1. Without changing the oem IC, will just changing the pipes suffice to bring about better and larger air flow, and hence cooler charged air?
2. How much hp can the oem IC suport WITH oem pipes support?
3. How much hp can larger diameter aftermarket hard pipes support?
Point to note:
I noticed the MME E9 by ST Powered uses the oem IC.
I guess the answer depends on which hardpipe kit you are looking at. Most aftermarket kits probably come with a bigger ID but the important thing to look out for is whether they come with less bends as well. From what I know, every single 45 degree bend slows down the air velocity significantly thus increasing lag and probably causing a pressure drop as well. Of course, bends that are greater than 45 degree are worse. In this respect, I think aftermarket kits help in maintaining boost pressure and reduces lag. As for enhanced cooling, I can't be sure but I will guess no.
To accomodate the straighter and bigger pipings, some kits require you to either relocate your stock battery or to use a smaller one. Personally, I will want a kit that has the shortest hence straightest pipings and one that's > 2.25" in diameter. I think its realistic to expect a power gain with these kits over the stock pipings simply because the stock pipings suck! Especially the stock lower piping between the compressor housing to the FMIC inlet. Picking up 'lost' boost pressure caused by the restrictive stock pipings should give you power liao!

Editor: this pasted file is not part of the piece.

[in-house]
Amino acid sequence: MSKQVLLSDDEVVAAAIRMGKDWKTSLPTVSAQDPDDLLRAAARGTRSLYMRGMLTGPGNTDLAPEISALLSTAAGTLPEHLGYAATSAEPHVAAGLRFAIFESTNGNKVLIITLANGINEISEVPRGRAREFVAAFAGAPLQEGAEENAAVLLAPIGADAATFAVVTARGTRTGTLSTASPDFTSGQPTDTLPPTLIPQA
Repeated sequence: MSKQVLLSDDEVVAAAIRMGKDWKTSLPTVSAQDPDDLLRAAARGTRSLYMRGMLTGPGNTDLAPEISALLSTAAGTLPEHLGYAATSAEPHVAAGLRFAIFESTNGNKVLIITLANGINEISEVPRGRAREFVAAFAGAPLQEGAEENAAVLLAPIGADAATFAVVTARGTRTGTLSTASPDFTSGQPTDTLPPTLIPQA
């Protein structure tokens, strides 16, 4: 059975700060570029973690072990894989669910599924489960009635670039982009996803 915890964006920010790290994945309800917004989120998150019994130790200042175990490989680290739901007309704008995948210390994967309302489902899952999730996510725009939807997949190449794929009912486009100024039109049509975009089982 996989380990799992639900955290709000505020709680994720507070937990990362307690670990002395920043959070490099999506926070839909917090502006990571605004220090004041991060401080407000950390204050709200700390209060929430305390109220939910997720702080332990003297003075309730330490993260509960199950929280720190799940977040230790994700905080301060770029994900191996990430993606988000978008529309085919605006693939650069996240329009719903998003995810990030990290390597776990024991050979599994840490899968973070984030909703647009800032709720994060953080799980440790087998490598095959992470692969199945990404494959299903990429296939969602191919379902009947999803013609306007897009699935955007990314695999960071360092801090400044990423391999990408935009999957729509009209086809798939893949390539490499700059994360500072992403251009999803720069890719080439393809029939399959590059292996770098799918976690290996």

As for the capability of the stock FMIC, I think there have been enough tests, even local ones, to prove there's substantial power gains to be had just by swapping it out for a more efficient unit EVEN on a stock Evo. Workshops can use what they want but no one can defy physics. Even assuming (optimistically) that the stock FMIC has a core that's as efficient as aftermarket ones, a bigger surface area will simply dissipate heat faster given the same amount of incoming airflow and the greater thermal mass will simply absorb more heat before being saturated. Look around, I'm sure you can find hard data and numbers locally.
Ideally, you should upgrade to a more efficient FMIC to lower your charge temp and use water injection to do in-cylinder cooling and detonation control. Remember though that a bigger FMIC works all the time while water injection requires constant monitoring, refilling and the jet size + spraying cycle really need to be tuned else you might lose power through the injection of too much water into your combustion chambers. Water injection systems can be unreliable too...pump failures, clogging of water lines, running out of water etc can cause damage to your engine if water injection is a critical part of your tune. Also, rem that although the in-cylinder cooling will bring about an increased density in air, the water molecules present in each intake charge (especially if you spray too much water or too often) will reduce its density too. In the end, you might face a compromised situation. Some says that the steam created in the chambers can also help in decarbonizing the engine but I can't be sure.
Personally, I will be setting up a 50-50 water/methanol injection system on my E9 soon. There's real benefits to using methanol so long as you are able to tune for it, and that the system is highly reliable and safe with all the monitoring measures and controls in place. I will not use 100% water because to me, there's too much hassle involved for too little gains. I guess as long as you understand what you are doing and know how to setup these systems, all should work as they are designed to. They are seldom mutually exclusive so I guess you can use all of them to bring about a greater effect to what you endeavour to achieve.
Monday, September 10, 2007
Power : 406 bhp @ 7484 rpm
Torque : 321 lb/ft torque @5250 rpm
Setup for street. Note the way the car pulls from 3500 rpm!
- 20G-LT turbocharger
- Cosworth Mivec Cams
- Aftermarket Intake Plenum
- Open Pod Air Filter
- HKS 680cc injectors
- Sard 8 bar Fuel Pressure Regulator
- Sard Fuel Rail
- Greddy Intercooler Kit
- Greddy Profec B Spec-II
- Tuned on 91 Octane petrol